Two versions of Fluance’s turntables were released simultaneously: the RT80 and the slightly more expensive RT81. Both are similar in terms of build quality and include a clear plastic dust cover and wooden plinth. While the RT81 is built from solid wood with a high-gloss walnut wood grain, the RT80 uses a fiberboard cabinet with a slick piano black finish. Both versions use a cast aluminum belt-driven platter, however, the RT81 comes with a thick rubber slip mat versus the standard felt mat bundled with the RT80. The final, and perhaps most impactful difference, is the included phono cartridge; the RT80 comes with Audio Technica’s AT91 cartridge and the RT81 sports the slightly more advanced AT95E cartridge which offers a better fidelity.
Setting up the turntable takes only a few minutes if you follow the clearly spelled out instructions in the user manual for installing the platter and balancing the tone arm. If you’re not familiar with these terms yet, don’t worry; Fluance has videos of the setup process on their website to make things easier. The player uses a simple control dial to select play speed for 33 1/3 RPM or 45 RPM records, and you’ll get a plastic spindle adapter that allows 45s to be used on the smaller 33 1/3 spindle. Both the RT80 and RT81 have a built-in pre-amp so you can use the turntable out of the box, after supplying your own amplifier and speakers of course. You will, however, get better sound and performance out of a better quality external pre-amp, like the Art DJ Pre II or the Bellari VP130. The only other feature is the Auto Stop setting which, when switched on, starts spinning the platter when the tone arm is positioned over the record and stops the platter after it plays the last track on the record.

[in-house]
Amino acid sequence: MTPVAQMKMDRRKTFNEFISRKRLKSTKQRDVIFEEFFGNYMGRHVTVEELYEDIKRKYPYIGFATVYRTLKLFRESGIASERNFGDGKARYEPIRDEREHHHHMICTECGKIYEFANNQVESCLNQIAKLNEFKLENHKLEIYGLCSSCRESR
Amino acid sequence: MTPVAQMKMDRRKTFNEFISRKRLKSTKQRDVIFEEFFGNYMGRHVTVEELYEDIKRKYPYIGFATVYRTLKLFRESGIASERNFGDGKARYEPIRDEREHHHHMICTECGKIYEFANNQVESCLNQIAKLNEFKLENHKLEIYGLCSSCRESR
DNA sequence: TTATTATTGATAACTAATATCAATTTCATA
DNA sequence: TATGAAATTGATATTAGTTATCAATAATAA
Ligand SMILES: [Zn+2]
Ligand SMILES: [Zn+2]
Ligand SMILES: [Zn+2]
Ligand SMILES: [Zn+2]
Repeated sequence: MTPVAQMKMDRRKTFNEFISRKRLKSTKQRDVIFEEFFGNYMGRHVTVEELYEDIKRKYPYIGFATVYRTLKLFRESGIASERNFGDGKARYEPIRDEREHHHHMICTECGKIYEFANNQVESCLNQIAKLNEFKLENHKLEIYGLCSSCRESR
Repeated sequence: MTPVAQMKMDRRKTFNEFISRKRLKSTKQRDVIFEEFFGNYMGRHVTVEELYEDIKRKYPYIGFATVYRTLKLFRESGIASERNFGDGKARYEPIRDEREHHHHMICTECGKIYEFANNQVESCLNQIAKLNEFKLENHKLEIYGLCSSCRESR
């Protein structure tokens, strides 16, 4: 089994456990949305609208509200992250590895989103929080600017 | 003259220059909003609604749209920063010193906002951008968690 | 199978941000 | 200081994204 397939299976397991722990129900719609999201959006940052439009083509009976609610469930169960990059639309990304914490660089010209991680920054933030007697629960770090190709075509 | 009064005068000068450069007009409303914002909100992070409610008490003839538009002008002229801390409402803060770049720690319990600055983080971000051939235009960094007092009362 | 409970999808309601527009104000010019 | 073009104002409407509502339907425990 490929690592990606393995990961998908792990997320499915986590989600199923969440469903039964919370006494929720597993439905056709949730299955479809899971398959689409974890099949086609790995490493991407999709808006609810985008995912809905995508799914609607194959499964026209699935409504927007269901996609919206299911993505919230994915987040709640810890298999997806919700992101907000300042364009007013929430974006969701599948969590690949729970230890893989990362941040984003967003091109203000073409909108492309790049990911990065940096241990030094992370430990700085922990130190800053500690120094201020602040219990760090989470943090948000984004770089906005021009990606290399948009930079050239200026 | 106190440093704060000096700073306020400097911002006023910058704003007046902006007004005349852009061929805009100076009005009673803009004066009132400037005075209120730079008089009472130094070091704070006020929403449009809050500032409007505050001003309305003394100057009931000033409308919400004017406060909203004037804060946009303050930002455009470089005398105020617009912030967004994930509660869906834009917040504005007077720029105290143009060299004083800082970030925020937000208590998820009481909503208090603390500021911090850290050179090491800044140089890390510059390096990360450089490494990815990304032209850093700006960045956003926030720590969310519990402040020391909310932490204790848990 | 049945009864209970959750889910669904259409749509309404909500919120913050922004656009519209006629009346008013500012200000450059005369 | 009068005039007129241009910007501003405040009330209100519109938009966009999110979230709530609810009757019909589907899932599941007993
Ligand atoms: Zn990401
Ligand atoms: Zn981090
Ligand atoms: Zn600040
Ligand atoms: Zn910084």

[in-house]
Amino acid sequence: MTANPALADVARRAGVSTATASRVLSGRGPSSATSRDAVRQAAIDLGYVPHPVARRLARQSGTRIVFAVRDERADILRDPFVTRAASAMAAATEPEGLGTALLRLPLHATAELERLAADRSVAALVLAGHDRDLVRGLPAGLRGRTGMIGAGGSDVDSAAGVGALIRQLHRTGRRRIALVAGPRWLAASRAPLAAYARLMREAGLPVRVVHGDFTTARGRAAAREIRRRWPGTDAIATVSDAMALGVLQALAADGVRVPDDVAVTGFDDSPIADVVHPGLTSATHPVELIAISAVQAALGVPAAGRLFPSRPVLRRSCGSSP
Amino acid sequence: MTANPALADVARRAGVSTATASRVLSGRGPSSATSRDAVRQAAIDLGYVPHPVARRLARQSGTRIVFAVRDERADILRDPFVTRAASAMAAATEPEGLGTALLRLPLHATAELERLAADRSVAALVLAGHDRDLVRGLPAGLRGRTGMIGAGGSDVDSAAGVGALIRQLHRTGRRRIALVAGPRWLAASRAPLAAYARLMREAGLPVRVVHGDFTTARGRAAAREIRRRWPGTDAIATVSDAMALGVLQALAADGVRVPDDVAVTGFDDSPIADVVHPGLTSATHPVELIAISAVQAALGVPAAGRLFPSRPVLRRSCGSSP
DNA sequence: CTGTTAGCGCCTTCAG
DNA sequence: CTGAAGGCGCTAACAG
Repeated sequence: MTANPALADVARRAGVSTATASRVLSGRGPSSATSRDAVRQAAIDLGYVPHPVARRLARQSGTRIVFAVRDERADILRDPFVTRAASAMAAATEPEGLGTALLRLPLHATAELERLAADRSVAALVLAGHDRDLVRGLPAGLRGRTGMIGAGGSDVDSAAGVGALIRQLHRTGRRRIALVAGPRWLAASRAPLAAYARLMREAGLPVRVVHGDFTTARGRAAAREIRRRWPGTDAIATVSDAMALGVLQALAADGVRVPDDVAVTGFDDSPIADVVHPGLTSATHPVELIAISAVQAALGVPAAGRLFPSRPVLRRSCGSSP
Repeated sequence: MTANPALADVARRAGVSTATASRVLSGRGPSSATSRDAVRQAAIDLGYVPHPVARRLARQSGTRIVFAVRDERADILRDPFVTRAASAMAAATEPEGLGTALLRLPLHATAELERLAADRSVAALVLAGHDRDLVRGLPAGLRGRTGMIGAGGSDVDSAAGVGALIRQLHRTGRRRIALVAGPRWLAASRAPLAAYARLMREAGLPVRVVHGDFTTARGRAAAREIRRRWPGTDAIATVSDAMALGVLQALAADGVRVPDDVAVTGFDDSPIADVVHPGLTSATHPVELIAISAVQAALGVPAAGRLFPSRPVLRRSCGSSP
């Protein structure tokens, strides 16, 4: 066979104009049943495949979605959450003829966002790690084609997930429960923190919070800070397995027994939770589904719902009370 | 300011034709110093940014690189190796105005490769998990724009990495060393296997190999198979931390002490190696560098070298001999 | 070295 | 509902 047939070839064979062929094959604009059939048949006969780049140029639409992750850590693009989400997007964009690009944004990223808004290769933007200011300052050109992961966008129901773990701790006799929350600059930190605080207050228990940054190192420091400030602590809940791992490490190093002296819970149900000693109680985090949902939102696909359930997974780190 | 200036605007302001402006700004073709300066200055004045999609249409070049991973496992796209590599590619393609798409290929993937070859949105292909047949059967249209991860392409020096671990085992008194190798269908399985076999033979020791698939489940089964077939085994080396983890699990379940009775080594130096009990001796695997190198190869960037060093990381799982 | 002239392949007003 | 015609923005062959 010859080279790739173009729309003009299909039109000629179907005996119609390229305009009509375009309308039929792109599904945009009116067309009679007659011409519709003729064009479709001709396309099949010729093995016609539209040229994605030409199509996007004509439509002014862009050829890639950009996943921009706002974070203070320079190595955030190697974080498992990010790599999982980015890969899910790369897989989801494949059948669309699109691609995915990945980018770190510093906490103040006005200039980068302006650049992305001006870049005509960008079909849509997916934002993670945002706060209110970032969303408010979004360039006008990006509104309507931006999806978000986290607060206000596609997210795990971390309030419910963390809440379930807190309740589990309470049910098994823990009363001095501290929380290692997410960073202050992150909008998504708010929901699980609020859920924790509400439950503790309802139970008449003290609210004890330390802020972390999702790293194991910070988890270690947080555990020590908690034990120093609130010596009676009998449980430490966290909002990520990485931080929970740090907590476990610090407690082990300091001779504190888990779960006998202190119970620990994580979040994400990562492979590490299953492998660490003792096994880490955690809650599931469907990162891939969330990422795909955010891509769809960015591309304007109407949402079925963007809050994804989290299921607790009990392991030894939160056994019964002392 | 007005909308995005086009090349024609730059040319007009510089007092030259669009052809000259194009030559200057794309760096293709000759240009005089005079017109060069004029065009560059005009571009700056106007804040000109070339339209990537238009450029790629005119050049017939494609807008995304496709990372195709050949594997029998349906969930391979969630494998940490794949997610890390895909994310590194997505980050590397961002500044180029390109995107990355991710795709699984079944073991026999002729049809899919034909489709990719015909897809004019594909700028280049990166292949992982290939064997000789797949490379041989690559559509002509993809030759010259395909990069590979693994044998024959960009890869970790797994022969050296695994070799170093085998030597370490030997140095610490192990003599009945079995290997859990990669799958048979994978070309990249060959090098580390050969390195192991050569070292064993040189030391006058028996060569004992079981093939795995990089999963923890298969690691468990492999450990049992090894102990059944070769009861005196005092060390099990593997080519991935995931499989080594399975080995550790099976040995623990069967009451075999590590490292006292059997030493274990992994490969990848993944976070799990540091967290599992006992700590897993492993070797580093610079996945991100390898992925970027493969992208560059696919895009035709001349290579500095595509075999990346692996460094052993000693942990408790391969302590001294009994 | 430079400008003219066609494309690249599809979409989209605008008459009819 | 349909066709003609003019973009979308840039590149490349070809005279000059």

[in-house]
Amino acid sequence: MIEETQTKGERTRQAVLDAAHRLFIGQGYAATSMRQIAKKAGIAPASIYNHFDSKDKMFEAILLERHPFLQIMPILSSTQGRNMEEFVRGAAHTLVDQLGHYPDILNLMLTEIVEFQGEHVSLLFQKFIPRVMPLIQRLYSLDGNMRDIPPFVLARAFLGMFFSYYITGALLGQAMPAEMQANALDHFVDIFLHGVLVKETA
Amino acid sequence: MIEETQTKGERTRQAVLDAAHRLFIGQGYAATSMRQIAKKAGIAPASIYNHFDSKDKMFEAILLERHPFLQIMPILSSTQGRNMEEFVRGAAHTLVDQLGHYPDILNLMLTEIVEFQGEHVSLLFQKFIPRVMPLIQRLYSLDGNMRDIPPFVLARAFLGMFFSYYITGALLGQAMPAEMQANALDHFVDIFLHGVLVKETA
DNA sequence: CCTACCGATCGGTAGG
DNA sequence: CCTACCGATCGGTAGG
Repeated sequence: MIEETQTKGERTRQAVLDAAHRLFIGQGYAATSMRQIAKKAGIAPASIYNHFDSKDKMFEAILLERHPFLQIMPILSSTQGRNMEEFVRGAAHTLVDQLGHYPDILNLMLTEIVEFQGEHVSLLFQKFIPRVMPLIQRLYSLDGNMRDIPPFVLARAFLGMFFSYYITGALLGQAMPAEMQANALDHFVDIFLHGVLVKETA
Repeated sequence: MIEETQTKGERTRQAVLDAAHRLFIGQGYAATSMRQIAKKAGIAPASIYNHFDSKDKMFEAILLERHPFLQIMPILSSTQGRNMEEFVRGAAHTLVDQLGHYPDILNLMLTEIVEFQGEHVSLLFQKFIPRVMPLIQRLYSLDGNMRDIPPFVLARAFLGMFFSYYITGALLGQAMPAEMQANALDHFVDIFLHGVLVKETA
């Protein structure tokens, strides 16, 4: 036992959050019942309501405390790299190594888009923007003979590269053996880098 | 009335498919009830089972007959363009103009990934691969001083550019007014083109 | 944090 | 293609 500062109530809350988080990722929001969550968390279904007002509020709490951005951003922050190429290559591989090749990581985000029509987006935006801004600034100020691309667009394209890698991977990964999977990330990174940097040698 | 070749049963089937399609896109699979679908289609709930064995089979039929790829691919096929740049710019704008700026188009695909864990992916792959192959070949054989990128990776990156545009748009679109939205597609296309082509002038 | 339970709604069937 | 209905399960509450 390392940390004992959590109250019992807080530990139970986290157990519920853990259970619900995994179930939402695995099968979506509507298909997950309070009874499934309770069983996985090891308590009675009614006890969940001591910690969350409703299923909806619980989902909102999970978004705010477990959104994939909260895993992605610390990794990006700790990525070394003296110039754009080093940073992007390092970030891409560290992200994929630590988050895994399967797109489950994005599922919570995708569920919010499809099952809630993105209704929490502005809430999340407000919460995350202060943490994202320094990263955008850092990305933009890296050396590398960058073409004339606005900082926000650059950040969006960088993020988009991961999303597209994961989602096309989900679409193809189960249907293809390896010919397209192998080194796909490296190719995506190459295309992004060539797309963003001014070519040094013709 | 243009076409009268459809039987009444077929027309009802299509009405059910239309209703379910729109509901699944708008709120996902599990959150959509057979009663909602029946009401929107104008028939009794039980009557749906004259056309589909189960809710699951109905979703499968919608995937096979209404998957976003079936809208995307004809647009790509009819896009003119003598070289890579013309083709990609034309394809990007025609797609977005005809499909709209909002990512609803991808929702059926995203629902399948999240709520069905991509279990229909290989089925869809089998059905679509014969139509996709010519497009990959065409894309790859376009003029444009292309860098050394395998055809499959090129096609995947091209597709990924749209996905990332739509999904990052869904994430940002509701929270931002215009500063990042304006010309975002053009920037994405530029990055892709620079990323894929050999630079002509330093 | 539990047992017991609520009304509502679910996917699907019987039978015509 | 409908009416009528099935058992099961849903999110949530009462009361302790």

We tested the RT81 with Fluance’s Signature Series bookshelf speakers, and the sound certainly met and exceeded our expectations. Music played on the record player was deep and smooth with excellent clarity. In general, there was low distortion, sparkling treble, and strong bass across the records we listened to, from Broadway to Drake. While there are many factors that can affect sound quality, from the condition of the record to the quality of the pre-amp and cartridge used, the sound from the player out of the box using the built-in pre-amp and included cartridge was quite impressive, considering the entry-level price.
If you’re picking up vinyl for the first time or getting back into it, Fluance’s turntables are a good starting point. The RT80 is affordably priced at $200 while the RT81 goes for $250. For a relatively minor price difference, the handful of upgrades and better sound quality of the RT81 are worth it, if you can spare the extra bucks.
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